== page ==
Thursday, July 07, 2011

Life in the Country Town

One Wicked Sin, book 2 in my Scandalous Women of the Ton Series, is out in the UK this month and I am very excited about it! I have been doing a series of radio and newspaper interviews to promote the series and one of the things that has fascinated readers is the idea that One Wicked Sin is set in Wantage when it was a parole town.

The idea of a small county town having to accommodate an influx of foreign prisoners fascinates me. At the end of the eighteenth century Wantage had the reputation of being very rough; as well as the prisoners of war, it's permanent population was swollen by the navvies working on the nearby Wiltshire and Berkshire Canal. There were reports of fights in the local inns between the townsfolk and the "incomers," and visitors to the area were warned not to visit Wantage as it was the sort of place where you might be robbed, beaten or worse.

I've always enjoyed reading reports from local newspapers of the era and from these one can gather all sorts of information on local life which often was a great deal stranger than fiction. I've included a few examples here just to give a taste of news from the English country towns.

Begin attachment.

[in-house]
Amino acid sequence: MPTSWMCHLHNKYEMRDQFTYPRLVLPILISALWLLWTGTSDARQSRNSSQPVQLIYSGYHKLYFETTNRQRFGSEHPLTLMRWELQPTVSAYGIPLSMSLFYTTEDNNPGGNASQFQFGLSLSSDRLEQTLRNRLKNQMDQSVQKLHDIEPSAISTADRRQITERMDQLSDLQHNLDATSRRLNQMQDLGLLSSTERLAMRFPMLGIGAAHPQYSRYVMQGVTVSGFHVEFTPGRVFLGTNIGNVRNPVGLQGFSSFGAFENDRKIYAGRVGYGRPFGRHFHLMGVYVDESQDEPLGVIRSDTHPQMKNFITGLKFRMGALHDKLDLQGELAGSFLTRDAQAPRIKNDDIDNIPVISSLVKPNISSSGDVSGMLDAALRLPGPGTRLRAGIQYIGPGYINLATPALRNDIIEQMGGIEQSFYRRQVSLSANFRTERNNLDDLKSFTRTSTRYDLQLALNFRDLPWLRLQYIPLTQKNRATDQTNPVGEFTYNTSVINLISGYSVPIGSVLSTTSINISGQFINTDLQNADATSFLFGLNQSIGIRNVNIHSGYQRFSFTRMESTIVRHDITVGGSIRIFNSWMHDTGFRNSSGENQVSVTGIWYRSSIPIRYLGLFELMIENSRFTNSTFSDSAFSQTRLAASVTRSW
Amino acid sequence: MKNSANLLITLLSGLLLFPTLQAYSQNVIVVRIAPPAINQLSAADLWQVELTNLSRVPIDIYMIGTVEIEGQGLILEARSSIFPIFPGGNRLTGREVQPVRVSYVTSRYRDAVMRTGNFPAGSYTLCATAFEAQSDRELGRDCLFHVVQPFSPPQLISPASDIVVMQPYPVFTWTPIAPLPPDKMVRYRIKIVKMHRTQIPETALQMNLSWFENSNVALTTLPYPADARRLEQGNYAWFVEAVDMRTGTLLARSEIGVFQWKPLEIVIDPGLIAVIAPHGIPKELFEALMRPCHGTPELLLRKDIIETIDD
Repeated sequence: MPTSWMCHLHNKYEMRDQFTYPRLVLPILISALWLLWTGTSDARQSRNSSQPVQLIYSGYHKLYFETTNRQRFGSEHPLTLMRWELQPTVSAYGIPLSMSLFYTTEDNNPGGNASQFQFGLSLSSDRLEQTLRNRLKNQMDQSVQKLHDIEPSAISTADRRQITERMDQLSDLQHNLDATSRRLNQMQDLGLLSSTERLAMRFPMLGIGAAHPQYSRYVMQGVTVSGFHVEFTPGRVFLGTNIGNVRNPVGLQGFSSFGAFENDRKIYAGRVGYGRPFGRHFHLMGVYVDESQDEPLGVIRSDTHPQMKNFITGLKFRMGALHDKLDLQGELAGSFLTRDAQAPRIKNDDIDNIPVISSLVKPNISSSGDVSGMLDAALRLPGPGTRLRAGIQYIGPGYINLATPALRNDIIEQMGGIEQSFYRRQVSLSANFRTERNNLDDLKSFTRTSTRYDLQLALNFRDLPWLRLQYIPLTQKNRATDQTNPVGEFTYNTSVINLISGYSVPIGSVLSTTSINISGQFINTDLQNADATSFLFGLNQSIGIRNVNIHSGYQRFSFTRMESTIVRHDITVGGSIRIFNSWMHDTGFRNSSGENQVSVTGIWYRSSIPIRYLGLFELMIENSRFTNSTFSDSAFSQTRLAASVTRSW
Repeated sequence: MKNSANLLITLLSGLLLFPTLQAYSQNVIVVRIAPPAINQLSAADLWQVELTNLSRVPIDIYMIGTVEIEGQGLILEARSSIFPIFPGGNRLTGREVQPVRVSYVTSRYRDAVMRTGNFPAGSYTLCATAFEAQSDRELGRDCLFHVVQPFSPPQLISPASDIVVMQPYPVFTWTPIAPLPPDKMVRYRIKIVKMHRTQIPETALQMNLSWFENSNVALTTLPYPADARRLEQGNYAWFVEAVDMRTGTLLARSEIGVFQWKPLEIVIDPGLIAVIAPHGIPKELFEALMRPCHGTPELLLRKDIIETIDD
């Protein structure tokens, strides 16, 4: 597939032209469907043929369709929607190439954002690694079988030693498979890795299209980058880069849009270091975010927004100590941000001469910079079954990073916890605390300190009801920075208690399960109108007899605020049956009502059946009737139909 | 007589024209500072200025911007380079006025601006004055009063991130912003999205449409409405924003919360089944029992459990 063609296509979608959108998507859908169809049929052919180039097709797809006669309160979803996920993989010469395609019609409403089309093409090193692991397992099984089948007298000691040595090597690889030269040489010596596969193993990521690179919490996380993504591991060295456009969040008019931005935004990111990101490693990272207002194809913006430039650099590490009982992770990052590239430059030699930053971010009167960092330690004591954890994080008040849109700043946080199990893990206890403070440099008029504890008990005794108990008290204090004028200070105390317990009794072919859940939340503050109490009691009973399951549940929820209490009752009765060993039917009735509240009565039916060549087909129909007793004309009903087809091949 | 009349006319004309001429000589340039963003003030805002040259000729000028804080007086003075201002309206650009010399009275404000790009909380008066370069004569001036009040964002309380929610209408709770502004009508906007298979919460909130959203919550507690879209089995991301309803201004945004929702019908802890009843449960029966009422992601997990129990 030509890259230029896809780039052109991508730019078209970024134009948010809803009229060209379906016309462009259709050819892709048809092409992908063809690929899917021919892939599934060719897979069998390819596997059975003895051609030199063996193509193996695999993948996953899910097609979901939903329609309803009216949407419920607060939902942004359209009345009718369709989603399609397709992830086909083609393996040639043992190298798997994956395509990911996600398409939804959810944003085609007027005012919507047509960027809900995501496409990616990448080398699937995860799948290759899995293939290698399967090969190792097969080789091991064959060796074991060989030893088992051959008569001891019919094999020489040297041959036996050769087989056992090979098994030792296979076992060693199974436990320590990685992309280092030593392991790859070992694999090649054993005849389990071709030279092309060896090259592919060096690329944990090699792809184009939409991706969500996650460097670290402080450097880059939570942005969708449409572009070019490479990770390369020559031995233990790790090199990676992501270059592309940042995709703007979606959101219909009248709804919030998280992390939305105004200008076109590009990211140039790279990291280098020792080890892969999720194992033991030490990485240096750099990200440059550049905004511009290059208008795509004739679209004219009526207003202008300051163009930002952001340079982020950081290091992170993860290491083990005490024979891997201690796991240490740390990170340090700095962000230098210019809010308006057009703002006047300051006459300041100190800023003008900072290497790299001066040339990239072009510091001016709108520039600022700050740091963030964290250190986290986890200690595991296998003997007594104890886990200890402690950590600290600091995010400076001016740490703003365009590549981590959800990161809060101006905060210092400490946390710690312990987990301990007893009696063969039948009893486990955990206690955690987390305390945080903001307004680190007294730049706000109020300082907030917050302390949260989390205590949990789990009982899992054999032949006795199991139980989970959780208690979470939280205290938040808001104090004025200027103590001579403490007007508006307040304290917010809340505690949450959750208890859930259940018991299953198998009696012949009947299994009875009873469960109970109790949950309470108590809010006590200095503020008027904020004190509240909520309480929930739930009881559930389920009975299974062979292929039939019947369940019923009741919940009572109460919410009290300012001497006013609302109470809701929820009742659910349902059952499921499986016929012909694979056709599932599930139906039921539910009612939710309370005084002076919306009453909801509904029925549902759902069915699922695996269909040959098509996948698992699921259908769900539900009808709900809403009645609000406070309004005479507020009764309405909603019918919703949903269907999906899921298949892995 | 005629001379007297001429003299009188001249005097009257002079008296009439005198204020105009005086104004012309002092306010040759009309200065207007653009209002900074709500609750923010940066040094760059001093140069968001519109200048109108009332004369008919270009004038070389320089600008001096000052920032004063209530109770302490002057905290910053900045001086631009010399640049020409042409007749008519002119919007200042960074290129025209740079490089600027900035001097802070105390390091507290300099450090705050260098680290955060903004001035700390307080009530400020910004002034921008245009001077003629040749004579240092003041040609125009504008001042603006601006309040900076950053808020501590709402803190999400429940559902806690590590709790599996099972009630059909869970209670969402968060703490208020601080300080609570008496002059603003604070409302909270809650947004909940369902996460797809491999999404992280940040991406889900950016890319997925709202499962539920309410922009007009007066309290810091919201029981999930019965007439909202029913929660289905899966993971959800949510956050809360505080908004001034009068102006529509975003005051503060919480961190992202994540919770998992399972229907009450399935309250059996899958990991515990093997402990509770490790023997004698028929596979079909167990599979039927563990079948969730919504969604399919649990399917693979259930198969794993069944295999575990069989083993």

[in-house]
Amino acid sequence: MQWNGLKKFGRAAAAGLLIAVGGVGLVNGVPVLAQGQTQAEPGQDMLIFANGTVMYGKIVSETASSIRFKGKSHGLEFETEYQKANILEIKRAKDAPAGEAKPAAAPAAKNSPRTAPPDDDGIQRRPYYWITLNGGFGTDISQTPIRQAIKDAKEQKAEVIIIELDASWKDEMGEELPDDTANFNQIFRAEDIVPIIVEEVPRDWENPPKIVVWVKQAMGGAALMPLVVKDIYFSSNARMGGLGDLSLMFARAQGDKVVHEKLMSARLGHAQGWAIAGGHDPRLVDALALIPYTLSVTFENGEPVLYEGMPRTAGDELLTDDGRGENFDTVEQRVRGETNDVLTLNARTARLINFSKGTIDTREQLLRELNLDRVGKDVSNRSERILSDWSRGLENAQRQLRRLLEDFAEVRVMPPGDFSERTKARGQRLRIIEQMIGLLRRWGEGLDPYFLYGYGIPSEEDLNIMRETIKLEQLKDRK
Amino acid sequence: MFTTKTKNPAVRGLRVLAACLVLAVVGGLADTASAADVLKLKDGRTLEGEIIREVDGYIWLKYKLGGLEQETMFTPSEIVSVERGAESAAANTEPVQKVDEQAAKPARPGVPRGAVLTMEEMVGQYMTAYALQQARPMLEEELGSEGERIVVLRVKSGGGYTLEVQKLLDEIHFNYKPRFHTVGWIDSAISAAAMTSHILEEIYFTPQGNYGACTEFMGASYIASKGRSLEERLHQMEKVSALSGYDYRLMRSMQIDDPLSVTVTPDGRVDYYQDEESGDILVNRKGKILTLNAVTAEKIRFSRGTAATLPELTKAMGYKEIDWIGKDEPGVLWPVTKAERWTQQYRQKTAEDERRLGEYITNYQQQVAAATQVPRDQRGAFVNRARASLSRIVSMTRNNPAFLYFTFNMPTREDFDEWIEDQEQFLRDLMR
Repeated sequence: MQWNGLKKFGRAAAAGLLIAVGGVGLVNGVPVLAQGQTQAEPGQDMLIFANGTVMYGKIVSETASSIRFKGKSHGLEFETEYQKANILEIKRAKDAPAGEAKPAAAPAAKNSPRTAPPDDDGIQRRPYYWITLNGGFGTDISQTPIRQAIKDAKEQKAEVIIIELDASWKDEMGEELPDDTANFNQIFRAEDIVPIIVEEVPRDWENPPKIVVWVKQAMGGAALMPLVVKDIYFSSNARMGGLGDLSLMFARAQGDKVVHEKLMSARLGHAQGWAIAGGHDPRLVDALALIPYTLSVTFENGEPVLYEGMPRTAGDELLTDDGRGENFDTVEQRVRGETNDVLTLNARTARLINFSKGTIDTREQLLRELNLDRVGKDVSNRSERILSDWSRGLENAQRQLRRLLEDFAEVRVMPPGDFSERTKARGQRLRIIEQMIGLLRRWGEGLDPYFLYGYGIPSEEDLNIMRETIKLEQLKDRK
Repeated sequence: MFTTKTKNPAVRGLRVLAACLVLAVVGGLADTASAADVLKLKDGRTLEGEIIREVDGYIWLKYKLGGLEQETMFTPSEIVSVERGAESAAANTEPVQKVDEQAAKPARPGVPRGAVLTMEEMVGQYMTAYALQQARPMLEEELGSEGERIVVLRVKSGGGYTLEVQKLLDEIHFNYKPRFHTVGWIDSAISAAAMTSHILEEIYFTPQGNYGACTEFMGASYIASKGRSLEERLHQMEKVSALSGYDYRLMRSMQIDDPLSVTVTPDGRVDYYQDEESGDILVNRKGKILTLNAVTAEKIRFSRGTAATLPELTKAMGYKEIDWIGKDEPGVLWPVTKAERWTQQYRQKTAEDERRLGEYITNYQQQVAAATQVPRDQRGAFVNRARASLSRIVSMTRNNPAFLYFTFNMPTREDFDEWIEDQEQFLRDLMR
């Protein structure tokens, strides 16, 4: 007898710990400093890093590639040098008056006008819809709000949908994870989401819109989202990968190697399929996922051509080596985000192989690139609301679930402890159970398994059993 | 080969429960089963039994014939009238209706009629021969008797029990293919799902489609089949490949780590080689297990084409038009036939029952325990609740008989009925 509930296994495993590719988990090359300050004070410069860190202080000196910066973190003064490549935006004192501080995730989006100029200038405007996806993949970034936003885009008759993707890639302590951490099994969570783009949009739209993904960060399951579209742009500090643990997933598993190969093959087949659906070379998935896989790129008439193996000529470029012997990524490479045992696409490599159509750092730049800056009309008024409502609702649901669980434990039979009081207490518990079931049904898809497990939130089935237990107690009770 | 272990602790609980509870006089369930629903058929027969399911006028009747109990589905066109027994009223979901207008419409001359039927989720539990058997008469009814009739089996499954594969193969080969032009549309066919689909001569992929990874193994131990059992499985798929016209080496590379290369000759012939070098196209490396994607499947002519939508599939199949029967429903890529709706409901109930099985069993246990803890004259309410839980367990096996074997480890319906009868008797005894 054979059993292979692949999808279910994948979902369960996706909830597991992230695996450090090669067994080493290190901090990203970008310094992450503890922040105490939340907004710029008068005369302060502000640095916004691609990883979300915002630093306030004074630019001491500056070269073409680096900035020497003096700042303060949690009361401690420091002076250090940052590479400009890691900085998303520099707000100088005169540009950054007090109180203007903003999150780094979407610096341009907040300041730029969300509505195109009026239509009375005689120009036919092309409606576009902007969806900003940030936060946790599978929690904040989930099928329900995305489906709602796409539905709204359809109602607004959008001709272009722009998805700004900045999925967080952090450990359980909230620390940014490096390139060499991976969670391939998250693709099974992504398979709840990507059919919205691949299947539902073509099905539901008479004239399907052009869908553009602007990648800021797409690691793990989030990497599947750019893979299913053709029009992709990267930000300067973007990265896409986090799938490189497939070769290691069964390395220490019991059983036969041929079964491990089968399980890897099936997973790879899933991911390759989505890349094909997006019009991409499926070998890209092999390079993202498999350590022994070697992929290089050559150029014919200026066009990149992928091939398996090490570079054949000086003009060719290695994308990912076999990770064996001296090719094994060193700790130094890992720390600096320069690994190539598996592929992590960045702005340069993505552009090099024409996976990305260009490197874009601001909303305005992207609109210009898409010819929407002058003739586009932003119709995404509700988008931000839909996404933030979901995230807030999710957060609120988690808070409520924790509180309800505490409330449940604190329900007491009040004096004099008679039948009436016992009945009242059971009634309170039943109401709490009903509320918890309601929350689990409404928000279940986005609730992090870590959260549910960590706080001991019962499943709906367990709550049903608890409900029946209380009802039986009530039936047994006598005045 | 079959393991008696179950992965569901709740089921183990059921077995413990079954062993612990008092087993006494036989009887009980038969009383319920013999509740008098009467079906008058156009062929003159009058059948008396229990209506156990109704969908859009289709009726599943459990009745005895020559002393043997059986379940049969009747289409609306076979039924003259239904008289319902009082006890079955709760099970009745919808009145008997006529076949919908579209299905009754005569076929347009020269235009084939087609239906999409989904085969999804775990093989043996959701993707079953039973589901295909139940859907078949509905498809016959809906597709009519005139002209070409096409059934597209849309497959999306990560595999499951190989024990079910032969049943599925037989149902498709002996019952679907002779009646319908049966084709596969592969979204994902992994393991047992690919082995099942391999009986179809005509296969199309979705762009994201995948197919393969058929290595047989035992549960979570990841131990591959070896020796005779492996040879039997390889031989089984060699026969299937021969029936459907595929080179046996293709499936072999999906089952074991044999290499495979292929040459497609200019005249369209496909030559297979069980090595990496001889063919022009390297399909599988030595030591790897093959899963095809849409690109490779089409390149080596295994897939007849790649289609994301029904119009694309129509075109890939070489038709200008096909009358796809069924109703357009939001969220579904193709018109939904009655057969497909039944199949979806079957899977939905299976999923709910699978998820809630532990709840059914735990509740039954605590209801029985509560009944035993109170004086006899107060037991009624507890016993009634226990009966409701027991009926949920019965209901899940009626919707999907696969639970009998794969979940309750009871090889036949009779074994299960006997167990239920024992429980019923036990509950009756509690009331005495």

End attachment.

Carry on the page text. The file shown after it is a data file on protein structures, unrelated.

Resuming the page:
From the Bury and Norwich Post, January 1801: "The following extraordinary incident took place at St Ives on Monday. A bullock walked into the passage of the Royal Oak public-house in the town and the staircase door being open, it went upstairs into the dining-room and ran with such violence against the front window (which was a sash) as to drive the whole window-frame into the street... It received no material injury."

From The County Chronicle, August 1801: "The young gentlemen of Eton, on leaving school for the Midsummer vacation, took their annual aquatic excursion to Surley-Hall... The young gentlement exhibited great skill in rowing, and were all attired in fancy dresses. In the evening some beautiful fireworks were let off and the day concluded with festive mirth and innocent entertainment."

From The Suffolk Chronicle 1815: "It is with the deepest regret we learn that a riotous disposition has shewn itself in the parish of Gosbeck... On Tuesday last, twenty deluded persons assembled and in a wanton and most disorderly manner they destroyed two threshing machines and threatened to destroy others."

From the Norfolk Chronicle, March 1806: "Tuesday morning last, we understand, an affair of honour was conducted between Captain RN and GT of the militia in garrison. A brace of pistols was discharged without effect. Upon the seconds interfering, the affair was honourably terminated. The cause of the misunderstanding we are not acquainted with."

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